The Shoes in Circle project will result in concept footwear as well as a model for production on the robotic processing line.


The Mycelium Ecological Cobot Crafting (MICOCRAFT) project focuses on pushing the boundaries of the possible in applying mycelium in construction, exploring how, using robots as our extended limbs, we can enter new domains of form and function for shapes and products made of mycelium.

The artist in the project will teach the robot new skills in an effort to produce new forms, inspired by nature, co-produced with nature, executed by industry 4.0 technological solutions.

The expected outcome of the MICOCRAFT project is an operational robotic contour crafting system, trained to create experimental products through human-robot collaboration, with potential applications in various manufacturing domains.


The Smart Factory View (SMARTVIEW) project will develop and demonstrate a nature-inspired holistic interface for cross-factory cooperation.

The artist in this project will use VR and data analytics, sourced from interventions by the tech supplier, to build narratives around human-nature relationships in the context of the factory floor. In this way, the factory will be approached as an ecosystem, a natural environment inhabited by both humans and non-humans (machines), who engage in a complex grid of interactions and relationships, similar to a forest.

The SMARTVIEW projec’st expected outcome is a virtual/digital narration interface to translate production related data into opportunities for engagement and cooperation, most likely in the form of a virtual reality experience application.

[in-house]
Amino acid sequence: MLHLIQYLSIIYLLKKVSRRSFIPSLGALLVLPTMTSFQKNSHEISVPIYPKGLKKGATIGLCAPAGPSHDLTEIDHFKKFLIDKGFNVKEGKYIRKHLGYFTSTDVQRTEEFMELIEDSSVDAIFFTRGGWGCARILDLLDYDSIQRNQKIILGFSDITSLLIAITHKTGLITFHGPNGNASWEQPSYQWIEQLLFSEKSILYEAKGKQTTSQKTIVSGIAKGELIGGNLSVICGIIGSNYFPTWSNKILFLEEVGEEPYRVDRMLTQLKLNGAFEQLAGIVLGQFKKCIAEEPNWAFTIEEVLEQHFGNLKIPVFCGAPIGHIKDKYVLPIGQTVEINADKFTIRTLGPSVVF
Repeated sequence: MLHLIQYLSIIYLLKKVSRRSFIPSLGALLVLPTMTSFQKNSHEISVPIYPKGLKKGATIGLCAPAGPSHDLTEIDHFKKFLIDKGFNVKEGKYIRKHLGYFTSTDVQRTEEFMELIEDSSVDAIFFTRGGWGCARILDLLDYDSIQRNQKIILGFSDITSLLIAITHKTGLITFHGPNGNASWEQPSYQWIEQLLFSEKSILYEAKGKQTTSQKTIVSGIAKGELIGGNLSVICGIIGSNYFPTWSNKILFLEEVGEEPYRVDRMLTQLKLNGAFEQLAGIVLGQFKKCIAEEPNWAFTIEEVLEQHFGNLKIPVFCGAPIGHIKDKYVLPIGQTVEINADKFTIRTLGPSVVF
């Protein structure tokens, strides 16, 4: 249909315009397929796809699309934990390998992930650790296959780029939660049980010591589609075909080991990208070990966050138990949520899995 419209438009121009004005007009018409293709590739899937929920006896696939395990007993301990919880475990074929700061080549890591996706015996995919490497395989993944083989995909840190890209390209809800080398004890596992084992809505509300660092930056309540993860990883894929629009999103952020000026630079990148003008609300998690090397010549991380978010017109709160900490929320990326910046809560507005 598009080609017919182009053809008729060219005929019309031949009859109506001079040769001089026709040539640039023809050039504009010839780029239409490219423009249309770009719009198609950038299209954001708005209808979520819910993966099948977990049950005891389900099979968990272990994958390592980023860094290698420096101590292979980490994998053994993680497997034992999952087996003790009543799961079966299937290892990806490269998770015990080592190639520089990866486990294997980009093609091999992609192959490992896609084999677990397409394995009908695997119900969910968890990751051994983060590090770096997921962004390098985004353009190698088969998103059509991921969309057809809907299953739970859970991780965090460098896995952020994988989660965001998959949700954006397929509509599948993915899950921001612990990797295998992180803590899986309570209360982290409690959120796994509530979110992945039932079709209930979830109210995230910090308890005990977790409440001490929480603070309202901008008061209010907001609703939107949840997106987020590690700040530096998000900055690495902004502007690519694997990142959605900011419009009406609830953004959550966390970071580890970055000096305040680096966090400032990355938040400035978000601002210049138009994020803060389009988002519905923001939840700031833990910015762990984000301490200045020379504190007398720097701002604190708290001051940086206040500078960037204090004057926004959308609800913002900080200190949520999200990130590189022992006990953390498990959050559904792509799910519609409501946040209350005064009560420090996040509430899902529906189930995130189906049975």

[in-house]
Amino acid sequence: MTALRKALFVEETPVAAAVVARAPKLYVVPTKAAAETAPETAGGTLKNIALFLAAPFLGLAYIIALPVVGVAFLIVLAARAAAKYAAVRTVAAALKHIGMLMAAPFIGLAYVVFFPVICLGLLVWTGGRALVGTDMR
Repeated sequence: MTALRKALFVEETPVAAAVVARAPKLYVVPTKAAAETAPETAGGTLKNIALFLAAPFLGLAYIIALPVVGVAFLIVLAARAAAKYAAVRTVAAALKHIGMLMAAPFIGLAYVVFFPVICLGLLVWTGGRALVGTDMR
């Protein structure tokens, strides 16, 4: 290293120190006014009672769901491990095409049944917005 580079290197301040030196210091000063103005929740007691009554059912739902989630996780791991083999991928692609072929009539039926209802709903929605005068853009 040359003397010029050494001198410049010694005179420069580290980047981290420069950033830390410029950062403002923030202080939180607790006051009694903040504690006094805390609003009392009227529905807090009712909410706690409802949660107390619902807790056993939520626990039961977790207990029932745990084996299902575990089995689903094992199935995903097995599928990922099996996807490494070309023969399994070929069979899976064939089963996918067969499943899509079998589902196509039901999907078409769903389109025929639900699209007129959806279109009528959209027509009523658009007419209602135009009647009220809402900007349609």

The SMARTENVELOPE project aims to produce a smarter security envelope, with the ‘smart’ aspect being approached from three different perspectives: smartness in the sense of digital connectivity; smartness in the sense of sustainability; and smartness in the sense of envelope lifespan and after life.

The artist in this project will be considering the role of the ‘global traveller’ – the envelope – and in doing so, exploring what the envelope is, where it goes, what is does, and how its life ends. These questions will lead to experiments on how to ‘smarten’ the envelope on different levels. 

The project’s expected outcomes will be a series of prototypes for smart(er) envelopes, as well as a series of artwork the explore the movements of value, information, and envelopes.


The Artistic Innovation by Titanium 3D Printing (3DARTDESIGN) project will evolve around exploring possibilities for overused titanium through the development and introduction of a robotic station for post-processing.

The role of the artist in this project is to creatively explore the possibilities of overused medical-grade titanium powder, which is a challenging resource to repurpose. Working alongside the tech provider, the artist aims to find innovative uses for this material. This collaborative effort involves the development of a robotic station for post-processing, which not only addresses technical challenges but also offers opportunities for artistic exploration.

The expected outcome will be a series of objects which can be produced by the manufacturing SME in their factory to give value to titanium powder after it has lost its medical grade.


The REFINE (Fins reshoring for a fine engineered factory) project aims to re-shore the design, production and innovation of scuba diving fins.

Through artistic experimentation and creative exploration, the artist will work on redesigning the existing fin product, with a focus on sustainability and innovation. This will involve utilizing a collaborative robot to bring the artist’s experiments to life.

The expected outcome of the project will be an improved manufacturing process, for the in-house production of the customisable, sustainable, (and possibly multi-functional) scuba diving fins of the future.

Stay tuned for our upcoming articles spotlighting the outcomes of the second round of Better Factory experiments!